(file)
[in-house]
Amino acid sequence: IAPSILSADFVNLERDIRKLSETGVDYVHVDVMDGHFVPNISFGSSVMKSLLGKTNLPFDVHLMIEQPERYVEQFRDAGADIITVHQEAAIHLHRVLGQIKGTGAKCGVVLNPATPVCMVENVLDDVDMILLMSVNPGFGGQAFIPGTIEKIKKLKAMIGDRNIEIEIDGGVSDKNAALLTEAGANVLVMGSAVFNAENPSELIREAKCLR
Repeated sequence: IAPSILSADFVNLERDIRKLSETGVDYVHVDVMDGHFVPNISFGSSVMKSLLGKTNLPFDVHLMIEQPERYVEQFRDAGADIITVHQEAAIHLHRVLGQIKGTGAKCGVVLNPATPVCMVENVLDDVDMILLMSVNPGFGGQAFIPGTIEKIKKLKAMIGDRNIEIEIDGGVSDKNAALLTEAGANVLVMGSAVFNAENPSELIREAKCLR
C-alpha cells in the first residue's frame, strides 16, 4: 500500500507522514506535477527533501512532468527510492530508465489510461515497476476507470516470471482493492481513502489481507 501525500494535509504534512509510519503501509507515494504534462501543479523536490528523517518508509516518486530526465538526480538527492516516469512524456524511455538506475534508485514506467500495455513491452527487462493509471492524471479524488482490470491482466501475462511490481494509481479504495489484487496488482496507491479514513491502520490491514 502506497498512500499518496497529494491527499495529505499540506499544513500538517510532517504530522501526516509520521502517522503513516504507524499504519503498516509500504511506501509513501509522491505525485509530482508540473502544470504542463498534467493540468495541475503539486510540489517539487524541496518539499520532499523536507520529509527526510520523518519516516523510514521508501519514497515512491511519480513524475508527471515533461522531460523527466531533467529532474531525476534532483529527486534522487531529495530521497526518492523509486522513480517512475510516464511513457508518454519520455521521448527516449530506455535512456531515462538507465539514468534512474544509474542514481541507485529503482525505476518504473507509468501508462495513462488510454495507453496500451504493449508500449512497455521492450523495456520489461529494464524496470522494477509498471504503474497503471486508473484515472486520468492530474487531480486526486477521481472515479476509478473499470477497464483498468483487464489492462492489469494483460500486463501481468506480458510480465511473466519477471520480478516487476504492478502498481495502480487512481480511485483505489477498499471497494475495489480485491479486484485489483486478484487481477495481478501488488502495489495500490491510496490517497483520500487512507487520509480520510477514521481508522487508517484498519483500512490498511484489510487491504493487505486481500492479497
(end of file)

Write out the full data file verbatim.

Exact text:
[in-house]
Amino acid sequence: IAPSILSADFVNLERDIRKLSETGVDYVHVDVMDGHFVPNISFGSSVMKSLLGKTNLPFDVHLMIEQPERYVEQFRDAGADIITVHQEAAIHLHRVLGQIKGTGAKCGVVLNPATPVCMVENVLDDVDMILLMSVNPGFGGQAFIPGTIEKIKKLKAMIGDRNIEIEIDGGVSDKNAALLTEAGANVLVMGSAVFNAENPSELIREAKCLR
Repeated sequence: IAPSILSADFVNLERDIRKLSETGVDYVHVDVMDGHFVPNISFGSSVMKSLLGKTNLPFDVHLMIEQPERYVEQFRDAGADIITVHQEAAIHLHRVLGQIKGTGAKCGVVLNPATPVCMVENVLDDVDMILLMSVNPGFGGQAFIPGTIEKIKKLKAMIGDRNIEIEIDGGVSDKNAALLTEAGANVLVMGSAVFNAENPSELIREAKCLR
C-alpha cells in the first residue's frame, strides 16, 4: 500500500507522514506535477527533501512532468527510492530508465489510461515497476476507470516470471482493492481513502489481507 501525500494535509504534512509510519503501509507515494504534462501543479523536490528523517518508509516518486530526465538526480538527492516516469512524456524511455538506475534508485514506467500495455513491452527487462493509471492524471479524488482490470491482466501475462511490481494509481479504495489484487496488482496507491479514513491502520490491514 502506497498512500499518496497529494491527499495529505499540506499544513500538517510532517504530522501526516509520521502517522503513516504507524499504519503498516509500504511506501509513501509522491505525485509530482508540473502544470504542463498534467493540468495541475503539486510540489517539487524541496518539499520532499523536507520529509527526510520523518519516516523510514521508501519514497515512491511519480513524475508527471515533461522531460523527466531533467529532474531525476534532483529527486534522487531529495530521497526518492523509486522513480517512475510516464511513457508518454519520455521521448527516449530506455535512456531515462538507465539514468534512474544509474542514481541507485529503482525505476518504473507509468501508462495513462488510454495507453496500451504493449508500449512497455521492450523495456520489461529494464524496470522494477509498471504503474497503471486508473484515472486520468492530474487531480486526486477521481472515479476509478473499470477497464483498468483487464489492462492489469494483460500486463501481468506480458510480465511473466519477471520480478516487476504492478502498481495502480487512481480511485483505489477498499471497494475495489480485491479486484485489483486478484487481477495481478501488488502495489495500490491510496490517497483520500487512507487520509480520510477514521481508522487508517484498519483500512490498511484489510487491504493487505486481500492479497